|Topic: The End Result||Subtopic: General|
|Level: All Levels||Number of Readers: 73499|
When I say this, I refer to the actual inspiration or source for what we produce on our instrument.
The source could be written down on a piece of paper, a way of communicating music between people. This notation could then be read, and the result would be what we hear being played, which would be alike to what the writer of the music intended. Some of the lessons in this category will be about reading different kinds of musical notation.
The source could be from other people playing music, such as listening to a song on the radio. By hearing the song, some people can then hear the song in their head, and then play it on their instrument. This is called playing by ear. Some of the lessons in this category will be about 'playing by ear'. Again, the result is what we hear being played, which is alike to what has been heard.
This business of hearing music in one's head leads us to perhaps the most interesting and amazing of sources, that of composition and improvisation. I will attempt to assemble some lessons for this category that will include topics such as improvisation, composition, creativity and the like.
Here's an interesting point to consider about these kind of topics: A person will have a musical idea in their head that was not copied from the radio or read off a piece of paper, and this musical idea is then expressed through playing it on their instrument, and the end result is what we hear being played, except his time, it is possible that the music is alike to nothing, it is unique.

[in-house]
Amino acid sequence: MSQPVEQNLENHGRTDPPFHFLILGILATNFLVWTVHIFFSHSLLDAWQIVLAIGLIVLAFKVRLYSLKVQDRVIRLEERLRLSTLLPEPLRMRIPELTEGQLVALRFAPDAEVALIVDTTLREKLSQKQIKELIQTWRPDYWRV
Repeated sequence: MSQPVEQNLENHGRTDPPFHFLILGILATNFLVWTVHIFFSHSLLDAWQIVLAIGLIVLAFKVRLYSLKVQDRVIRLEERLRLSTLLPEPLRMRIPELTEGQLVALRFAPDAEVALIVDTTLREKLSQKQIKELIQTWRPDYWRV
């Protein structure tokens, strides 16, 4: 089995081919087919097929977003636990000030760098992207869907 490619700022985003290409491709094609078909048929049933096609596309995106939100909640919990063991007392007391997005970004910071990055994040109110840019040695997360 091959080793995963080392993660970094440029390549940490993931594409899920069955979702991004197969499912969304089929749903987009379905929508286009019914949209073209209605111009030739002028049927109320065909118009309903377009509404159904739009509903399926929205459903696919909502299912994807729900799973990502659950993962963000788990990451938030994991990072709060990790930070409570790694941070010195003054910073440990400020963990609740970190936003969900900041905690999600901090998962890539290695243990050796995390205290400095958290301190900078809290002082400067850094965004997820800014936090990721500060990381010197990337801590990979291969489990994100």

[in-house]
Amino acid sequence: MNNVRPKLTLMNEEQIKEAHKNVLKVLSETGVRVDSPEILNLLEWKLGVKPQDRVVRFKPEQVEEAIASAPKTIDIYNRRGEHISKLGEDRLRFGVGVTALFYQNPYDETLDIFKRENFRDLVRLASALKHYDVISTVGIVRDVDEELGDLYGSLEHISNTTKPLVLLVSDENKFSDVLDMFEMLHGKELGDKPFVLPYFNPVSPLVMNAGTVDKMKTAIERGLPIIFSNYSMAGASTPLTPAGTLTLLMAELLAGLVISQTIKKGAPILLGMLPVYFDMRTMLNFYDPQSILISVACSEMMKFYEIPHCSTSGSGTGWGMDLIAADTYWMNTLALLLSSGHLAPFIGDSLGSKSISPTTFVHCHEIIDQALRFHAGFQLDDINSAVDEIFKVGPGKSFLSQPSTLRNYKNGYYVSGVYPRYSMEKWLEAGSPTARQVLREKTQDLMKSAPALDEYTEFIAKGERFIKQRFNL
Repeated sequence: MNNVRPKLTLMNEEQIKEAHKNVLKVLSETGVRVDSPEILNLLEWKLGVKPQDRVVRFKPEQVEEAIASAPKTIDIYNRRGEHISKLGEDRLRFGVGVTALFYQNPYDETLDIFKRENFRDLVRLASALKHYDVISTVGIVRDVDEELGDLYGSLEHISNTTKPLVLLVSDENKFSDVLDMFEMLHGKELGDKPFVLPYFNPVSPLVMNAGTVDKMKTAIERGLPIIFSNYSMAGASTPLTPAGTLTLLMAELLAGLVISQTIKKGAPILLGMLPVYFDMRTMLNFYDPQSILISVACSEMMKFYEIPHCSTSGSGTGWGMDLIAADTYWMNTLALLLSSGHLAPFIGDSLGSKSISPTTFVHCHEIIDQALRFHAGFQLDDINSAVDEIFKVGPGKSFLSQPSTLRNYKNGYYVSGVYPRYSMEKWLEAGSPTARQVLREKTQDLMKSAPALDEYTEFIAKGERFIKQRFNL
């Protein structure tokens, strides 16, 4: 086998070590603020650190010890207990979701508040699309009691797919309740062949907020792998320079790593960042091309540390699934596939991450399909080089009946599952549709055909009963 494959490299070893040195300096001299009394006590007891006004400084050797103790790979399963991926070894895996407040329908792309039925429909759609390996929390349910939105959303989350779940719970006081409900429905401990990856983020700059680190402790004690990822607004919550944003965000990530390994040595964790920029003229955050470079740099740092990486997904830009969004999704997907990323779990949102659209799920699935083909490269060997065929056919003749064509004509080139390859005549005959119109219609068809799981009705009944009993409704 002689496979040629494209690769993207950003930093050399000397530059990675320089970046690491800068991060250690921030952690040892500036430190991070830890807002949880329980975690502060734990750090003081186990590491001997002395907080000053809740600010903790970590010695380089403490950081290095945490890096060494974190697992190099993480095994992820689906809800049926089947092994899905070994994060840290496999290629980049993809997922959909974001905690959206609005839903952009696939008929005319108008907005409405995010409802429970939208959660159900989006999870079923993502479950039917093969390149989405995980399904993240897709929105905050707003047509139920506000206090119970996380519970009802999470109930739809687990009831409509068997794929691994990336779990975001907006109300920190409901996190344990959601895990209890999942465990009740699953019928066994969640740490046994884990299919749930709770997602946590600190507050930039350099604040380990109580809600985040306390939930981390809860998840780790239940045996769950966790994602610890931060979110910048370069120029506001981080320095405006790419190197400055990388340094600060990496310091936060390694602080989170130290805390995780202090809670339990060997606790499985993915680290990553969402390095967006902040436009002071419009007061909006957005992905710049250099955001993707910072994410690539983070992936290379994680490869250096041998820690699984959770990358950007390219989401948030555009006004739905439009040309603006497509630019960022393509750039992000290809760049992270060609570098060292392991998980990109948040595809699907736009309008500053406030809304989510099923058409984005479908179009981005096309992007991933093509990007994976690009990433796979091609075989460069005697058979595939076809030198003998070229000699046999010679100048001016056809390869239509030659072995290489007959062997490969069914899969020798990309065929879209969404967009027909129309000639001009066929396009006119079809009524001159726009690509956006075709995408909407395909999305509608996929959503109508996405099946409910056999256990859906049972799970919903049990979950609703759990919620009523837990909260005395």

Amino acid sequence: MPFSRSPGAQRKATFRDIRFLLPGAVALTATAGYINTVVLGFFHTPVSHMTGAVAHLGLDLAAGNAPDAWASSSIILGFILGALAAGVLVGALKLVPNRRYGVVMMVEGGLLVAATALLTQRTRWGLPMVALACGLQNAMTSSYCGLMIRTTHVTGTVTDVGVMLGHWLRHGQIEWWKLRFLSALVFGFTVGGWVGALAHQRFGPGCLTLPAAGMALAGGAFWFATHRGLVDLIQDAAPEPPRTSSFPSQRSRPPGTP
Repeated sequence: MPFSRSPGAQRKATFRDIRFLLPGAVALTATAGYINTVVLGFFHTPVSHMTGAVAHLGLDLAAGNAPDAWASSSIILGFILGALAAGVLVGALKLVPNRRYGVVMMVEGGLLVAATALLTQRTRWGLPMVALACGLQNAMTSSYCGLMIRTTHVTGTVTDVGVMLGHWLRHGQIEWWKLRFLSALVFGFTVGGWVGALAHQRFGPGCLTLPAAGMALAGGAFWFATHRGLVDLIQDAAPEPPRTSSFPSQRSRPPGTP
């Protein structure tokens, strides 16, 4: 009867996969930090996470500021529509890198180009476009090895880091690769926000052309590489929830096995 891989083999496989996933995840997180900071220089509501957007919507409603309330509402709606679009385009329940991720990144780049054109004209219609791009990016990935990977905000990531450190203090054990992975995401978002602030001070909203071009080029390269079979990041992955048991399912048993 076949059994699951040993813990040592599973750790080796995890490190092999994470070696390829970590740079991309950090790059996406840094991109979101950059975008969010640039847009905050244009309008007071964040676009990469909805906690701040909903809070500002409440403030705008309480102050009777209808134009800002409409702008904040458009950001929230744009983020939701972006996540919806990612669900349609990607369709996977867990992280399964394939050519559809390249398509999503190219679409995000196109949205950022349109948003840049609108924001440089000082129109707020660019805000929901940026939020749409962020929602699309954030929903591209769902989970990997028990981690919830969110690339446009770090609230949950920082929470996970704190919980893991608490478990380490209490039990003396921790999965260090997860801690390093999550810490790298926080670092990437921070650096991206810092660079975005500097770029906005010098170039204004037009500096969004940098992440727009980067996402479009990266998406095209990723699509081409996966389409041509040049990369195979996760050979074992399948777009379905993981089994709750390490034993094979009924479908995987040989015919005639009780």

This however, is most often not the case. The reason for this is that the three categories overlap. Often we will hear a song on the radio, but when we play it, it is not exactly alike to the original, because we have added or taken away things. Also, when one improvises or composes, the ideas that one hears in one's head are most often not totally and completely different from anything the person has heard before. Usually, after listening or reading a variety of music, the mind can then start to pick out what pieces it likes, and form something new, but this something will still have certain elements of ideas that have already existed. And even when reading music, someone's interpretation of a written piece will be different than someone else's interpretation of the same written piece.
Even though the categories aren't perfect(I've learned that it's very hard to try to classify some things), they will hopefully help in understanding things as a whole, looking at the big picture instead of in detail. And in understanding how different sources influence what the end result of our playing is, hopefully we can learn how to use these sources to get the end result that we desire.
Since listening to what is going on around us ultimately decides what we will play, a discussion of 'musical styles' seems appropriate. Styles such as blues, jazz, country, rock, heavy metal, alternative, folk, reggae and such have all evolved over a period of time, and they influence what we play. Characteristics of these styles will be presented in some of the lessons in this category.